Adult-use cannabis became legal in California Jan. 1 with Proposition 64 going into effect. Many cities and counties however have decided to maintain a ban on marijuana, and others did not have local regulations in place in time for the official roll out of the law.
But even after just a few weeks, the state government is already reaping big cash benefits reefer. Gov. Jerry Brown estimates $643 million in marijuana excise taxes in the first year, according to a Los Angeles Times report. Earlier projections estimated tax revenue could eventually hit $1 billion. Brown cautioned we don’t fully know every market issue that is at play, so local governments should be careful before enacting any sweeping measures.
Even as such, the lower estimates more than cover the $52 million California budgeted for 2017-2018 to establish and run the marijuana licensing system. The $643 million also does not include local sales taxes or state license fees. It costs businesses $1,000 for a license to sell cannabis. The fees are set to cover all costs associated with permits, including background checks, and resources necessary for processing and issuing.Marijuana taxes are earmarked to fund job programs designed to curb environmental effects of illegal growers, youth prevention and treatment resources, help for communities most affected by the war on drugs, programs to prevent driving under the influence, and grants for job placement, substance-use disorder treatment, and mental health initiatives, among other causes. Each year, $15 million is also supposed to go to studies on the impact of marijuana by California Highway Patrol and universities.
Some say the sizable taxes are harmful to users and cannabis businesses. They warn that the current tax structure puts such an intense burden on these groups that black market growers and sellers will continue to thrive. The California Growers Association is advocating to drop the retail sales excise tax from 15% to 5% and amending the cultivation tax. It is also pushing for a ballot initiative for cannabis tax reform in 2018.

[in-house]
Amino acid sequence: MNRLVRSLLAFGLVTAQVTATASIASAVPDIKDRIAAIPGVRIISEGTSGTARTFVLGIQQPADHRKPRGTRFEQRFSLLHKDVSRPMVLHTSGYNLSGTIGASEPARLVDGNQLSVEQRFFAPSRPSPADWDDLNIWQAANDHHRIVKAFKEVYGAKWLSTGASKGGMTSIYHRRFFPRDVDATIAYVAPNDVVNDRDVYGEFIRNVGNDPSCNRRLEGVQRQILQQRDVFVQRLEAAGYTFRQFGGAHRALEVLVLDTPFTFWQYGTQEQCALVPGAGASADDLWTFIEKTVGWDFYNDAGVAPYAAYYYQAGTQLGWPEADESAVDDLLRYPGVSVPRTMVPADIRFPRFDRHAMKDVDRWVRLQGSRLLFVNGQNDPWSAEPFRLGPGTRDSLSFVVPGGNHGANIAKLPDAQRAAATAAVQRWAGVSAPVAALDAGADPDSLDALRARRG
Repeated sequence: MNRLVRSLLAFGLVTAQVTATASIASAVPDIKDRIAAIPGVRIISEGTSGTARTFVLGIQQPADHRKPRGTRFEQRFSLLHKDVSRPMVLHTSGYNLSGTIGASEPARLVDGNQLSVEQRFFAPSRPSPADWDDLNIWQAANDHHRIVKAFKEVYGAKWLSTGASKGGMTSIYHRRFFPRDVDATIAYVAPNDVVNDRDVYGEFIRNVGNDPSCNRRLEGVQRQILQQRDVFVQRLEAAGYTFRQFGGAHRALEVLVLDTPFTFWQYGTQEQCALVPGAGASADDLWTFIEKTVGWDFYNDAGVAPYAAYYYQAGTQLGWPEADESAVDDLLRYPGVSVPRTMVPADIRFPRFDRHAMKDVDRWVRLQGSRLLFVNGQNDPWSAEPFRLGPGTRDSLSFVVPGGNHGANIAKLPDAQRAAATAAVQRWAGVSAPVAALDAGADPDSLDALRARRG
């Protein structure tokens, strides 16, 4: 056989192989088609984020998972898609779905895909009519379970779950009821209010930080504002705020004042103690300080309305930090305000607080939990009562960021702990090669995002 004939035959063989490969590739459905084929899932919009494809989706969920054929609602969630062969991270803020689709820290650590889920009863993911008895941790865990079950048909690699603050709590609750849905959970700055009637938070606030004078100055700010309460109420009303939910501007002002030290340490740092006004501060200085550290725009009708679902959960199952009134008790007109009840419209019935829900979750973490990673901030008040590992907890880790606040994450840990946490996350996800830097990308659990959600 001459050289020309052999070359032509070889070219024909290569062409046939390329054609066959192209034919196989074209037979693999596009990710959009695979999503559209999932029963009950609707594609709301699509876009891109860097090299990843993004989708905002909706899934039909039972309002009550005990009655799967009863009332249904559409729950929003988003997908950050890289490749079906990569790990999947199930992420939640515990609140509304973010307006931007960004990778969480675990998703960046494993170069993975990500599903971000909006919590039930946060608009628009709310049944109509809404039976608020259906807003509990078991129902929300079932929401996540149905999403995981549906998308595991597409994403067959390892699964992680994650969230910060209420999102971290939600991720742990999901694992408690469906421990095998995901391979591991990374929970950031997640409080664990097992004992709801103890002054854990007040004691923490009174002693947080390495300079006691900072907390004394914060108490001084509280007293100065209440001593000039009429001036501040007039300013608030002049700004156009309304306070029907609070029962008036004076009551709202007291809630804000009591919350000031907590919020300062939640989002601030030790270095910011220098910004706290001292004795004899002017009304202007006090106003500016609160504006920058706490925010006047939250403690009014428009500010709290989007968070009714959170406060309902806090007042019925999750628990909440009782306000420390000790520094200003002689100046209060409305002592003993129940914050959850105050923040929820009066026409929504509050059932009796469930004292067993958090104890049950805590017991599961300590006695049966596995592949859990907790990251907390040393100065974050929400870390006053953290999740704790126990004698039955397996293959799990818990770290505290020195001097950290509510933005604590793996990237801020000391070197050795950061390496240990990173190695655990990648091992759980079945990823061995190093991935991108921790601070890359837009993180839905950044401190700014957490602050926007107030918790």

At the very least, the California Legislative Analyst’s Office must review and make a recommendation by 2020 as to whether the tax rate should change under the rules of Proposition 64.
While some argue that a reduction in excise tax will lead to less funding for all the beneficial programs in place, it’s possible a lower tax will encourage more businesses to operate above board. The state would therefore collect from those who previously were operating illegally. It also could lead to more customers, who might find the current price point of marijuana prohibitive to purchasing consistently. The additional sales tax from these users could potentially help make up the difference in lower taxes.
Others want to keep user costs high enough that minors are not able to easily acquire marijuana.
Regardless of the tax rate, our Los Angeles marijuana business attorneys know the best way to run a cannabis business is legally. It may be tempting to cut corners, but as regulations and enforcement strategies become more solidified, illegal operations will have fewer places to hide. Our knowledgeable attorneys will help you get a business plan in place that will keep you in compliance with state and local laws and protect you in the long run.
The Los Angeles CANNABIS LAW Group represents growers, dispensaries, collectives, patients, defendants, workers and those facing criminal marijuana charges. Call us at 714-937-2050.
California Could See a $643-Million Marijuana Tax Haul in First Full Year of Legalization, Gov. Jerry Brown Says, Jan. 10, 2018, By Patrick McGreevy, Los Angeles Times
More Blog Entries:
Tax Rate Fears Worry Some in Cannabis Industry, Nov. 22, 2017, Los Angeles Marijuana Business Attorneys Blog